Don’t earn enough to eat?
Our good friends over at Which! Have been surveying people again, and the news is not great. Far from the improving position politicians would have us believe, Which!’s latest Consumer Insight Tracker estimates that 1 in 5 of us, that’s 5 million people, are using borrowed money or savings to pay for food.
Although these are largely low-income households, with 45% of this group earning £21,000 or less (against the national average household income of £37,000), the most affected age group is the 30-49 year olds. Sixty-three percent of families unable to meet their food bill have children.
Which! executive director Richard Lloyd said:
“Our tracker shows that many households are stretched to their financial breaking point, with rising food prices one of the top worries for squeezed consumers. It’s simply shocking that so many people need to use savings or credit to pay for essentials like food.”
Part of the reason for the struggle is that income (and benefits) have failed to keep pace with inflation. Food prices have increased by an even greater sum; Which! Researchers calculate the average wekly food bill is now around £76, a 4% increase from last year. If you are facing a 1% pay rise, or a pay freeze, that extra cost has to be met from somewhere.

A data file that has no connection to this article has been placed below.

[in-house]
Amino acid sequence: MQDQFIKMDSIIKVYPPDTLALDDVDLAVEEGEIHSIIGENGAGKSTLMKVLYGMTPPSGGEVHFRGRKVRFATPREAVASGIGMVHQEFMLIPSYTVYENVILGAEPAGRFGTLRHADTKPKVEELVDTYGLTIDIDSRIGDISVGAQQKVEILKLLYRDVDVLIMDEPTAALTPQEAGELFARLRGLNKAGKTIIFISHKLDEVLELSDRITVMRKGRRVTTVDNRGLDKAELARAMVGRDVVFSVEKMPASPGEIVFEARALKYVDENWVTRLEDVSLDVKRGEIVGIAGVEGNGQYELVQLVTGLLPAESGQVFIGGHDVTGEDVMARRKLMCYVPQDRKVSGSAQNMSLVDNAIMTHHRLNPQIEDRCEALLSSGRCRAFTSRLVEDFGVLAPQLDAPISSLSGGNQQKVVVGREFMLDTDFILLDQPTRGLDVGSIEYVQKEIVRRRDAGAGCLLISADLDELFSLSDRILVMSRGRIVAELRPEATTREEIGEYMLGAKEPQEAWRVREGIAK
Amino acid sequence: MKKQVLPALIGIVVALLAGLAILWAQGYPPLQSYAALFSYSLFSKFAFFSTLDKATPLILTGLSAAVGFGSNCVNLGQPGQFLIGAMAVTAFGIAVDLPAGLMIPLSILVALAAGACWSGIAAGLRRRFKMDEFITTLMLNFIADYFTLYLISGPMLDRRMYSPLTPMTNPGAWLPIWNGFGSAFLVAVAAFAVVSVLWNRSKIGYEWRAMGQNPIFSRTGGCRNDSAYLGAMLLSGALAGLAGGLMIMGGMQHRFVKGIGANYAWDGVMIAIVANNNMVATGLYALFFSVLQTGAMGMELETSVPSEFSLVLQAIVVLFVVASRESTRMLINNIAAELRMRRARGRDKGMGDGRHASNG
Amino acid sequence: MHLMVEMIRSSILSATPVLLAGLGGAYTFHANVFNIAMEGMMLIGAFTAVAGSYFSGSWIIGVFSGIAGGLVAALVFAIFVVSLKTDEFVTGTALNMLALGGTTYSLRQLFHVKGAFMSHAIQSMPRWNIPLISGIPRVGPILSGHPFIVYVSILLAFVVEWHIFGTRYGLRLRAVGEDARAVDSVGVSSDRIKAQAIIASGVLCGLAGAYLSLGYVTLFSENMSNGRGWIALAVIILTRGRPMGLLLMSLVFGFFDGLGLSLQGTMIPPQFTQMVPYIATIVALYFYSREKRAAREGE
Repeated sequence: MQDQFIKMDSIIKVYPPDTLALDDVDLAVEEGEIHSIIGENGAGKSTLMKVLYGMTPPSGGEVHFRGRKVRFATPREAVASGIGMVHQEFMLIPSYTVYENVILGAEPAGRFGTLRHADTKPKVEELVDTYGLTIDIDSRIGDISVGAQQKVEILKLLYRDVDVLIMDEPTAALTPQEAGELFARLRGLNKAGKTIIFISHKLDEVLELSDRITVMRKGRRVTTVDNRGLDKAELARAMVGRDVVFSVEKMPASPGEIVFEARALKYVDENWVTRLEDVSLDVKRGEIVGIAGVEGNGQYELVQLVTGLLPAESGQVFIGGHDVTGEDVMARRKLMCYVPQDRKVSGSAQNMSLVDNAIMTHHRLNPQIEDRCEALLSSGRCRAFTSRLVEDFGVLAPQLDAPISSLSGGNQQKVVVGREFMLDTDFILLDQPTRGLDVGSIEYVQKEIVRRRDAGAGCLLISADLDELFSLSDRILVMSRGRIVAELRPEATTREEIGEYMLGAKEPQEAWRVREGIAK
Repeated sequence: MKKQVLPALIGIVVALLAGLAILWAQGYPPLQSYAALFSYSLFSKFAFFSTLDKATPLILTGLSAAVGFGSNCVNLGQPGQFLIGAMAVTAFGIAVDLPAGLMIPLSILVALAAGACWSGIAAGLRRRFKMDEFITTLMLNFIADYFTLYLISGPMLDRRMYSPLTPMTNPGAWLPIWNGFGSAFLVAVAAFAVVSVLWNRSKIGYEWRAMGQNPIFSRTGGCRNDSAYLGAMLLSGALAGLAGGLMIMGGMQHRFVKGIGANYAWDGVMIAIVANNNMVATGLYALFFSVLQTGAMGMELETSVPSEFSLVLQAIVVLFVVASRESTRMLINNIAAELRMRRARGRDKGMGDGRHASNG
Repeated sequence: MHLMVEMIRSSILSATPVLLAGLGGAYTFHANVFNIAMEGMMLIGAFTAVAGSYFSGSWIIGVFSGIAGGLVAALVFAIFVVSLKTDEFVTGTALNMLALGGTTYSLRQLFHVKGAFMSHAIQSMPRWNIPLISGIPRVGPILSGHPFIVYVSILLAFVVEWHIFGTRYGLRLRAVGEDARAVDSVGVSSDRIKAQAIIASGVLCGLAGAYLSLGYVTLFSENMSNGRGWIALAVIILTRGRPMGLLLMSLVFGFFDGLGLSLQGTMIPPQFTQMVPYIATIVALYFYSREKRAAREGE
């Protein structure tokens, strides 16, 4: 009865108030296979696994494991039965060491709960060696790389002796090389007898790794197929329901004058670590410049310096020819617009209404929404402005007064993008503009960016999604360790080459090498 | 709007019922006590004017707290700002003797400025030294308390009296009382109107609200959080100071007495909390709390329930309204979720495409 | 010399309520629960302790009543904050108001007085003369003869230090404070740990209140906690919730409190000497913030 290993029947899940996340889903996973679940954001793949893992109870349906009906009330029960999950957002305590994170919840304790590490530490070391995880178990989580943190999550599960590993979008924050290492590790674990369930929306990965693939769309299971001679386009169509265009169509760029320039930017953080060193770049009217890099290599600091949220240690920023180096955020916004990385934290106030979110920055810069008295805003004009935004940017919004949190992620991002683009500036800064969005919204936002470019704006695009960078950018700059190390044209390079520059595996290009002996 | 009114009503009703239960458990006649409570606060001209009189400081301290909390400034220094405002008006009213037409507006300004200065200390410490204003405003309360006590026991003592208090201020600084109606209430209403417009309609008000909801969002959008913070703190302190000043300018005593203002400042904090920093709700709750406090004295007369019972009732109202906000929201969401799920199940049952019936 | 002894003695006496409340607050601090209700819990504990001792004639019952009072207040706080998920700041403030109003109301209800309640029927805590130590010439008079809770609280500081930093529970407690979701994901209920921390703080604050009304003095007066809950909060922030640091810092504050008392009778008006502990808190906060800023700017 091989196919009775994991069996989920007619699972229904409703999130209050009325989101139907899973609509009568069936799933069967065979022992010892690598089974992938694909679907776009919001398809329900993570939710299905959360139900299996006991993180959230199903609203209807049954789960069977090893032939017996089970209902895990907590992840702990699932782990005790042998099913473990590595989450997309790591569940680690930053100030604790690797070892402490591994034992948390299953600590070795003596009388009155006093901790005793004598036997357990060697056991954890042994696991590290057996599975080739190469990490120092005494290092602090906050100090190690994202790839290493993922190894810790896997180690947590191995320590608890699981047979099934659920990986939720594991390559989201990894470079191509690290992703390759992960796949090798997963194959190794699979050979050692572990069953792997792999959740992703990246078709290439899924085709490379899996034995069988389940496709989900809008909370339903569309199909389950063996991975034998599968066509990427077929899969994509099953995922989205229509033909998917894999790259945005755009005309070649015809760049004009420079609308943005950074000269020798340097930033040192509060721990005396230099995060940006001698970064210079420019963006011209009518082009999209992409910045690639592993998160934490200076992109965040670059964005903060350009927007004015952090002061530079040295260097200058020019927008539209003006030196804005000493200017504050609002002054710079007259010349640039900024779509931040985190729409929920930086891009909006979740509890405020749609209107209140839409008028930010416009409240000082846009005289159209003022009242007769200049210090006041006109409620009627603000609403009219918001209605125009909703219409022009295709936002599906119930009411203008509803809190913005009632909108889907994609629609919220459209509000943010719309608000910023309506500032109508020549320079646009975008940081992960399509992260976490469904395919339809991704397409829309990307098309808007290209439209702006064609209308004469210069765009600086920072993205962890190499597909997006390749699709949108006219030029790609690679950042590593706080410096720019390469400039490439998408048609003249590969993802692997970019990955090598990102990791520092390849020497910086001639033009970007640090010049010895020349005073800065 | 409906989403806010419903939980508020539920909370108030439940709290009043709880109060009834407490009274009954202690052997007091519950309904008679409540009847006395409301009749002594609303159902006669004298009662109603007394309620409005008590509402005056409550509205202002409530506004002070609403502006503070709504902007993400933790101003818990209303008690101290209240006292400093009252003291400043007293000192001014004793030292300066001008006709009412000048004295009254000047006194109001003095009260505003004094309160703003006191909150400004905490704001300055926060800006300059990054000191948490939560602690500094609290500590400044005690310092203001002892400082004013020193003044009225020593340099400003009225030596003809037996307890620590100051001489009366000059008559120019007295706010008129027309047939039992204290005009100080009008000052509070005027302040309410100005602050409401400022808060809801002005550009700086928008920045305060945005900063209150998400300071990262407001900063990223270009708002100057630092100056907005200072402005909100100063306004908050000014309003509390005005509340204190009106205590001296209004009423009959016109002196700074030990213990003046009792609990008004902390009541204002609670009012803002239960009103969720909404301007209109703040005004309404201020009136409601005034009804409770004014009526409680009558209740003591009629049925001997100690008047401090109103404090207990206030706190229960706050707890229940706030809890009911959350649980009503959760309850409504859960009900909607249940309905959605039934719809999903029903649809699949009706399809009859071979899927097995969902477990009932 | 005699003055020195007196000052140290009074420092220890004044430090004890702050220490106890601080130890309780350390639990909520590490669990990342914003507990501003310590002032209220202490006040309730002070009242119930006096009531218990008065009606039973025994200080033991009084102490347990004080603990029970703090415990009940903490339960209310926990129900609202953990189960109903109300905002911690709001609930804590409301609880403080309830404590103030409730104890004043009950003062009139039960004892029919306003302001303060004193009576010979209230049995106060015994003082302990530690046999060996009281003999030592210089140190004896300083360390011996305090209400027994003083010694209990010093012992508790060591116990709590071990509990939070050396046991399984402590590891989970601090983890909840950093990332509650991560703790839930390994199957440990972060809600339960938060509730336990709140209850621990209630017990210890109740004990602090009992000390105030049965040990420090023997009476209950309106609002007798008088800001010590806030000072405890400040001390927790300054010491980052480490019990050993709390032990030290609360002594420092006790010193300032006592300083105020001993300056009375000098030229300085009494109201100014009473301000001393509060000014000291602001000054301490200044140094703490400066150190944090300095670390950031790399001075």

Of the people who have had to borrow or dip into savings just to eat:
82% were worried about food prices with 55% saying they would have to cut back food spending in the next few months
57% said they were struggling on their income with 32% borrowing from family and friends in April
With council cuts also starting to bite, some local authorities are turning to the voluntary sector to provide food for residents hit by cuts. Birmingham City Council’s Cllr John Cotton told the Guardian that the cuts were immoral and that councils were doing what they could to help people:
“It's back to the 1930s. Here we are, mapping out foodbanks. It's actually immoral, but we have to support people and help them.”
Overall, the number of people surveyed by Which! who describe themselves as ‘squeezed’ is up to 36%. That's 9 million people.
A government spokesman said nine out of 10 working households would be better off as a result of last month's changes to the tax and benefit system - with the average working household better off by more than £300 a year.
Guess the other 10% of workers and anyone not working can starve then.